Wednesday, June 24, 2009

Fire

fireDeepa Mehta's Fire (1996) is the story of two sisters-in-law, Sita (Nandita Das) and Radha (Shabana Azmi), who are trapped in loveless marriages. But the film also explores issues of class, familial hierarchy, generational change, and "the struggle between tradition and individual expression," as Mehta puts it in her director's note. (Fire is not, strictly speaking, a Bollywood film: it's in English, and although it features Indian locations and actors from Bollywood and India's parallel cinema, it was made primarily with Canadian financing.)

Sita is a new bride entering the household of her husband Jatin (Jaaved Jaaferi): the household includes his elder brother Ashok (Kuhlbushan Karbandan), Ashok's wife Radha, and the stroke-debilitated matriarch of the clan, Biji (Kushal Rekhi). It soon becomes clear that all is not well in the family. Jatin has agreed to the arranged marriage with Sita only to placate Ashok. Jatin is really in love with Julie, his longtime Chinese-Indian girlfriend, who is unwilling to be tied down in a traditional marriage. Ashok himself has fallen under the sway of a guru and has taken a vow of celibacy. Sita and Radha soon draw close to one another for support and solace, and slowly their emotional connection begins to deepen.

One of the pleasures of the film is the way that the traditions, rituals and myths which are woven into the daily lives of the characters take on a heightened significance and new meanings. Karva Chauth, for example, is a daylong fast undertaken by Indian wives to insure a long life for their husbands; at moonrise, the wives are supposed to receive their first sip of water from their husband's hands. When Sita and Radha observe Karva Chauth, though, at moonrise Jatin is out seeing Julie; instead of receiving her first drink of water from her husband, Sita receives it from Radha--an emotionally loaded moment in the context of the ritual.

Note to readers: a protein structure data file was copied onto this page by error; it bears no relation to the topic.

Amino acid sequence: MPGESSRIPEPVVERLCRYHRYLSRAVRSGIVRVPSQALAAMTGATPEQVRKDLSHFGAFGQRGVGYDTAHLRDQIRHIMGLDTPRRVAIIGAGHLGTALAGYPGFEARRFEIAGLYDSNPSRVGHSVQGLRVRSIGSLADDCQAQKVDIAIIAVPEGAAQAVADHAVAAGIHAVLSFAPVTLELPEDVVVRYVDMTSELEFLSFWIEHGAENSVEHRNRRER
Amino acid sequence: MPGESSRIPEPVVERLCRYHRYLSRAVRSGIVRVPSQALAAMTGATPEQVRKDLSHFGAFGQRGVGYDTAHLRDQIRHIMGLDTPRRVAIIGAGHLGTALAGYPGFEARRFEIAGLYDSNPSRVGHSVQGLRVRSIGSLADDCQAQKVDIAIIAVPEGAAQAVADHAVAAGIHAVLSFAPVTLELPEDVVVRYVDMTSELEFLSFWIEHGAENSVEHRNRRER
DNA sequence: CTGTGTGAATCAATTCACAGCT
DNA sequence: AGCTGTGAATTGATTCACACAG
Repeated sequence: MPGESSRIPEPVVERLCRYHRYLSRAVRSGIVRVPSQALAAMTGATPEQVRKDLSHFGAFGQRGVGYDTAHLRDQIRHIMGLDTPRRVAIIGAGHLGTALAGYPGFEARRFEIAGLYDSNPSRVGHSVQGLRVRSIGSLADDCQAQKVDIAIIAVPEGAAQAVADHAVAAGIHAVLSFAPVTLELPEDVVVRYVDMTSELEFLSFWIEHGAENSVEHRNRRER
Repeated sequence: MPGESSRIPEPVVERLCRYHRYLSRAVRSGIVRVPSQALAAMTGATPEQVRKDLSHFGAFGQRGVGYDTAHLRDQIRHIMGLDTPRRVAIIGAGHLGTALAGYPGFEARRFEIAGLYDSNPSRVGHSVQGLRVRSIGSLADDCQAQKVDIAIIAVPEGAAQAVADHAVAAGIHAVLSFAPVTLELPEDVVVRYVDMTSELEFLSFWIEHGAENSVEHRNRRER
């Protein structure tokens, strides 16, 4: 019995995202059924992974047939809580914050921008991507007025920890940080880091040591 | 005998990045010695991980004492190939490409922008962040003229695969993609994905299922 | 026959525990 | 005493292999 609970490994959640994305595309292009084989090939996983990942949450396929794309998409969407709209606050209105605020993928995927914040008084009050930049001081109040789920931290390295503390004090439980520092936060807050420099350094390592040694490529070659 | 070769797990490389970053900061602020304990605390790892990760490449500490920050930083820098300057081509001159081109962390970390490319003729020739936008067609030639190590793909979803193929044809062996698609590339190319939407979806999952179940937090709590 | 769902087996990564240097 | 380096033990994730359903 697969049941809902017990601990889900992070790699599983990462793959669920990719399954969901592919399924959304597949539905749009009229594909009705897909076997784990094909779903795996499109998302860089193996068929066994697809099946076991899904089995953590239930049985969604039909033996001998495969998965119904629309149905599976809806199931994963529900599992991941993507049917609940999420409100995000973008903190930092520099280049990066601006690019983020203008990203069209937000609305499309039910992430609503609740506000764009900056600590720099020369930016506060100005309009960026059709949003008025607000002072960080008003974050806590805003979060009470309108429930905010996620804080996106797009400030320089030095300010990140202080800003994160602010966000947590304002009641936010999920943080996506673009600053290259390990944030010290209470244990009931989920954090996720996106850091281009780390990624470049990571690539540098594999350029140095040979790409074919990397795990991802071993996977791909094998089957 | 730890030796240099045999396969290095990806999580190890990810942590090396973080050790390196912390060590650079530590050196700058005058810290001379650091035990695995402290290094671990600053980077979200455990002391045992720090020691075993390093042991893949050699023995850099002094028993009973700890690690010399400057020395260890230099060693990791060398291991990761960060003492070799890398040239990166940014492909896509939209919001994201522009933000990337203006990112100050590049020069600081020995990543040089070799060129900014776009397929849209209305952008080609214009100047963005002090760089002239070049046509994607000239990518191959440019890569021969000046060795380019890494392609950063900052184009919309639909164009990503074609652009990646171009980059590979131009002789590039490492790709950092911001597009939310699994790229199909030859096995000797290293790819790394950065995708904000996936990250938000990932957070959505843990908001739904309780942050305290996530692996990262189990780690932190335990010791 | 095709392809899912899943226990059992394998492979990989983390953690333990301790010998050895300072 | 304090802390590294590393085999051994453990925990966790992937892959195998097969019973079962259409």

Of course, the very names Sita and Radha are freighted with meaning. In the Ramayana, the devoted Sita is unjustly repudiated by Lord Ram, and Sita insists on a trial by fire to prove her steadfast love. (Interestingly, even though she passes through the fire unscathed, Lord Ram still banishes her!) And the legend of Radha's love for Krishna is that of a passionately carnal connection that transcends their formal vows of marriage to others. (I'm fascinated that the love of Krishna and Radha, who in many versions of the story are each technically adulterous, is often invoked at Indian weddings.) Fire then becomes a metaphor for both physical passion (Radha) and purity of heart (Sita).

Fire is the story of the collision between tradition and modernity, duty and love, men's limiting expectations and women's awakening desires for self-fulfillment. It's a complex, subtle, nuanced and surprising film. I highly recommend it, along with Mehta's Earth: 1947 (1998) and Water (2005). I haven't yet seen the final film in her Elements tetralogy, Heaven on Earth (2008), but I'm eager to see it.

2 comments:

  1. Like you I haven't see "Heaven on Earth" (2008), but I'm eager to see it. Nida @ Bitten by BOllywood wrote about it here:
    http://bittenbybollywood.blogspot.com/2009/04/preity-zinta-scores-deepa-mehta-bores.html

    All the best!
    Sita-ji

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  2. Sita-ji, thanks for the link to Nida's review! Even though her responses are pretty mixed, as both a Preity Zinta and Deepa Mehta fan I'm still very interested in seeing it.

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